HRC Joins Discussion to Advance Opportunities to Restore Rivers Impacted by Hydropower

Published 10/15/2020  |  Hydropower Reform Coalition
Image of a large dam on a river, with trees changing color on the banks.

Copco 2 Dam, Klamath River. Photo by Tom O’Keefe.

The impacts from climate change are becoming increasingly real. Battling the existential threat of our times requires that we all evaluate our priorities and pull together to bring about meaningful change. Two and a half years ago, the Hydropower Reform Coalition (HRC) took the step of joining a diverse range of representatives from across the United States hydropower industry and the environmental and river conservation communities to take on this challenge. This process, co-convened by Stanford University through its Uncommon Dialogue process and the Energy Futures Initiative, has resulted in a Joint Statement of Collaboration on U.S. Hydropower that outlines our shared task to chart hydropower’s role in a clean energy future in a way that also supports healthy rivers.

The dialogue and Joint Statement focus on three opportunities:

  • Rehabilitating both powered and non-powered dams to improve safety, increase climate resilience, and mitigate environmental impacts;
  • Retrofitting powered dams and adding generation at non-powered dams to increase renewable generation; developing pumped storage capacity at existing dams; and enhancing dam and reservoir operations for water supply, fish passage, flood mitigation, and grid integration of solar and wind; and
  • Removing dams that no longer provide benefits to society, have safety issues that cannot be cost-effectively mitigated, or have adverse environmental impacts that cannot be effectively addressed.

The HRC will continue to oppose new dam construction that will impact our nation’s rivers, but we also recognize that hydropower can have an important role to help integrate renewable energy sources, such as wind and solar, to bring about a clean energy economy. Most importantly, this Joint Statement provides a foundation on which to have a meaningful discussion about how we grapple with our aging dam infrastructure. There are more than 88,000 dams in the federal National Inventory of Dams. These dams serve many purposes including electricity generation, flood control, irrigation, navigation, water supply, and recreation. Some dams, however, pose safety risks, have limited electric generation value, or have unacceptable environmental and social justice impacts. Dams such as those on the Klamath River should not take two decades to remove as impacts continue, and dams with known safety issues like Edenville should not be left to fail.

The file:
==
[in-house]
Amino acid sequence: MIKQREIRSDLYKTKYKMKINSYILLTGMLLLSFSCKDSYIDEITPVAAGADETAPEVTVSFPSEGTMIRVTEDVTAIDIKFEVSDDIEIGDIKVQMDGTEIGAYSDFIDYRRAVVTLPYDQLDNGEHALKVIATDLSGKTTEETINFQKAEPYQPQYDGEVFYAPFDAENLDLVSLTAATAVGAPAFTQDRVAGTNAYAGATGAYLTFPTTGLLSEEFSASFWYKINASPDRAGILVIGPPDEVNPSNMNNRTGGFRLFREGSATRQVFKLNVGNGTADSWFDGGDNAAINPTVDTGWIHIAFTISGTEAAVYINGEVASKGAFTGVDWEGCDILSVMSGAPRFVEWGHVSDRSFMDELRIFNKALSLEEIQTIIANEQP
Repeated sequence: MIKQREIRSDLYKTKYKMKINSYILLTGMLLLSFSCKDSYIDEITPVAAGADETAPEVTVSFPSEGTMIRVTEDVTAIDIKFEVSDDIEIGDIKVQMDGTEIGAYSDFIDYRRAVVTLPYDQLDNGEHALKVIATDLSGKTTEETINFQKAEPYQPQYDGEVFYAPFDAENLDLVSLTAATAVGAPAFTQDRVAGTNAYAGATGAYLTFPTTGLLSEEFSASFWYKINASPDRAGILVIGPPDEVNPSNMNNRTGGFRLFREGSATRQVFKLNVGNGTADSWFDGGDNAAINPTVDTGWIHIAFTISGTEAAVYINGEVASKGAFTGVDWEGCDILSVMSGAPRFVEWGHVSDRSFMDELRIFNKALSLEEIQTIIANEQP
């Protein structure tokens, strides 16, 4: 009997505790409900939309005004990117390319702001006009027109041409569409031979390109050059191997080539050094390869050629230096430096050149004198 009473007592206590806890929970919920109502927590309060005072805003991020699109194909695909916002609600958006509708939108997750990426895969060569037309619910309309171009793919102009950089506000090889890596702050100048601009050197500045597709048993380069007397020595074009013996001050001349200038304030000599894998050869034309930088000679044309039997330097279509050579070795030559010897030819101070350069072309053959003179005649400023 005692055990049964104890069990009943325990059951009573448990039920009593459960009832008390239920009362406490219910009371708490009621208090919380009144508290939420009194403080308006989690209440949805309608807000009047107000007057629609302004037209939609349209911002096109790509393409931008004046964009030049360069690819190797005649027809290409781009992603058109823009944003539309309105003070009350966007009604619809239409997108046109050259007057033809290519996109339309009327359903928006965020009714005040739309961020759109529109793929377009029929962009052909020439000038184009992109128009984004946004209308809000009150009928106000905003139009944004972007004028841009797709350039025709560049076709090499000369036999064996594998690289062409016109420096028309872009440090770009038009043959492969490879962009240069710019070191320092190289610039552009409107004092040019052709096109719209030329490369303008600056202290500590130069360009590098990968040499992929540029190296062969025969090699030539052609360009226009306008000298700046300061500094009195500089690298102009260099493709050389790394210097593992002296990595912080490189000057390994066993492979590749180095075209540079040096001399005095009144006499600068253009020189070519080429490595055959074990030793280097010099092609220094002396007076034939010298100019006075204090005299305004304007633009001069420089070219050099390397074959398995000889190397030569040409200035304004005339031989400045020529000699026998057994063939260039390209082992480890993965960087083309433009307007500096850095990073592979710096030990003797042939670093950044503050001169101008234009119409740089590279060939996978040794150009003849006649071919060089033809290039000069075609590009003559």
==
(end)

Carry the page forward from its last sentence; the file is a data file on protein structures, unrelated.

The Joint Statement contains specific areas of collaboration that will help us address this mounting problem. These include:

  • Advocate for Improved U.S. Dam Safety;
  • Improve the Measurement, Valuation of and Compensation for Hydropower Flexibility and Reliability Services and Support for Enhanced Environmental Performance;
  • Improve Federal Hydropower Licensing, Relicensing, and License Surrender Processes;
  • Advocate for Increased Funding for U.S. Dam Rehabilitation, Retrofits and Removals.

While this document provides a roadmap, there are many river miles to be navigated to make these opportunities become reality. This is just the beginning, in fact, and the HRC looks forward to working with members of the hydropower industry, tribal communities, and the river conservation community to develop actions associated with the areas of collaboration outlined in the Joint Statement. Now is the time for more groups to get involved in this important work. We know that addressing the critical challenges of climate change and river degradation with a “business as usual” approach will not get the job done. We are encouraged by the discussion so far and optimistic that, working together, we can achieve an improvement in our climate future while realizing benefits for our nation’s rivers.

Our goal is the same as it has always been. We continue to stand up for rivers, watersheds, and communities affected by hydropower operations, and we believe this dialogue is an important way to advocate for these core priorities. 

Please reach out if you have any questions or comments about the Uncommon Dialogue or the Joint Statement of Collaboration on U.S. Hydropower, and we will be happy to discuss them with you. 

Dave Steindorf
California Chair

Joint Statement of Collaboration on U.S. Hydropower

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